National Oyster Day

August 5th celebrates the different species of bivalve mollusks that can be eaten. Hello, Oysters! Since Roman times there is evidence of oysters as a culinary treat. In the 19th century, NY harbor was the largest producer of oysters in the world.




The most nutritious way to consume oysters is raw, simply served with cocktail sauce, vinegar, or lemon. But raw oyster consumption is not for everyone.



Thankfully, oysters can also be boiled, steamed, roasted, or fried. Grilled, scalloped, and stewed oysters are also popular.

The most popular hot oyster dish, by far, is Oysters Rockefeller. In 1889, the New Orleans restaurant Antoine’s became the site where the founder’s son, Jules Alciatore, developed the now famous dish during a shortage of escargot. After that substitution, they never looked back. Best yet, they are Super Simple, and yet impressive. So, let’s cook up a batch… in the oven or on the grill.

Super Simple Oysters Rockefeller
24 live oysters in shells, rinsed, cleaned, opened & top shells discarded
4-5 T butter
2 finely minced shallots (or ½ c finely chopped sweet onion)
10-12 oz fresh baby spinach, stems removed & discarded
2 T Pernod, white wine, or vermouth
1 T fresh lemon juice
12 oz heavy cream
½ c finely grated Romano or Parmesan cheese
2 slices cooked & crumbled bacon (optional)
½ tsp each: ground black pepper & garlic powder
¼ c panko breadcrumbs
Rock salt & lemon wedges, for serving

Use a sharp paring knife to cut under each oyster, loosening them from the shells, but saving the shells & juices.  Place on baking sheet & refrigerate. Melt butter in large skillet over medium heat. Sauté & stir shallots for 2-3 minutes. Add spinach and wine. As spinach wilts, add lemon juice, cream, cheese, bacon, pepper & garlic. Bring to a boil; then reduce heat and let cook till liquid has reduced by half. Cool in the refrigerator for 20 minutes. To serve, scoop 1 T spinach mixture onto each oyster. Sprinkle with panko. Bake 8-10 min at 375˚F. Serve immediately on rock salt bed with lemon wedges, either on a single platter or portioned serving plates.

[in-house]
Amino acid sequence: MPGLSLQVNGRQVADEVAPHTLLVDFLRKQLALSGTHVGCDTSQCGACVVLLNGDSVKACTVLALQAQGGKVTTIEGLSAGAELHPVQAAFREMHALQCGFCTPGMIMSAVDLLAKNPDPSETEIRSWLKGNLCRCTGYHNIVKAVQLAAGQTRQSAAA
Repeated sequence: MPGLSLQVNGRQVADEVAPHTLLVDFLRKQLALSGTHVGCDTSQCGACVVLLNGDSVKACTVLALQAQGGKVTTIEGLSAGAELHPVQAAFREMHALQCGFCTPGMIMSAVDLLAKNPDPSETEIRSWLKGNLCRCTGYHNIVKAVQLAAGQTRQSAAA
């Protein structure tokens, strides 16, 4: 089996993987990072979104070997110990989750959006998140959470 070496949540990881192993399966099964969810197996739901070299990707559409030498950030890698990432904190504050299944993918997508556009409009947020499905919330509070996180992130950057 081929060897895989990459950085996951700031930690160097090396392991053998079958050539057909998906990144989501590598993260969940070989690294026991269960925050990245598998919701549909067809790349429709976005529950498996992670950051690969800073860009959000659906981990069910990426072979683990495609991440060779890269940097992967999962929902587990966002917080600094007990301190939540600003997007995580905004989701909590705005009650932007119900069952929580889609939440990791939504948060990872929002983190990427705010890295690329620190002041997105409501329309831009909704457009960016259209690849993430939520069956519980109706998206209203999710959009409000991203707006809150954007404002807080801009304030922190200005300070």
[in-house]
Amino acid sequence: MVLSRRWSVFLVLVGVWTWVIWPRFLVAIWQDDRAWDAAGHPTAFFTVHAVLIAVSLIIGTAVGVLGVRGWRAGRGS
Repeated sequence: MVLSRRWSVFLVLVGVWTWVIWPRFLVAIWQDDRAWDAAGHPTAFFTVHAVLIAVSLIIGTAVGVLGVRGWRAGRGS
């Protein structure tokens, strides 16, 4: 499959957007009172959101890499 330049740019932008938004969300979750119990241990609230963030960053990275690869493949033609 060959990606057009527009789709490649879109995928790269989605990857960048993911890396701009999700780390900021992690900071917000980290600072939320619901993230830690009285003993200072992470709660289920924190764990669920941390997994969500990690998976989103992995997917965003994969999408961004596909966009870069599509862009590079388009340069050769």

KISS Tips: Try your own variations as this works well with clams, scallops, shrimp, and crabmeat. It’s also great as Chicken Rockefeller, so look for non-seafood options, too. For a hearty variation, go for Cheesy Rockefeller, by adding 4 oz of both shredded Monterey Jack and Mozzarella cheese.

About Cathy Burnham Martin

Author of 20+ books, and counting! A professional voice-over artist, dedicated foodie, and lifelong corporate communications geek, Cathy Burnham Martin has enjoyed a highly eclectic career, ranging from the arts and journalism to finance, telecommunications, and publishing. Along with her husband, Ron Martin, she has passions for entertaining, gardening, volunteering, active and visual arts, GREAT food, and traveling. Cathy often says, "I believe that we all should live with as much contagious enthusiasm as possible... Whether we're with friends or family, taking people along for the ride is more than half the fun."
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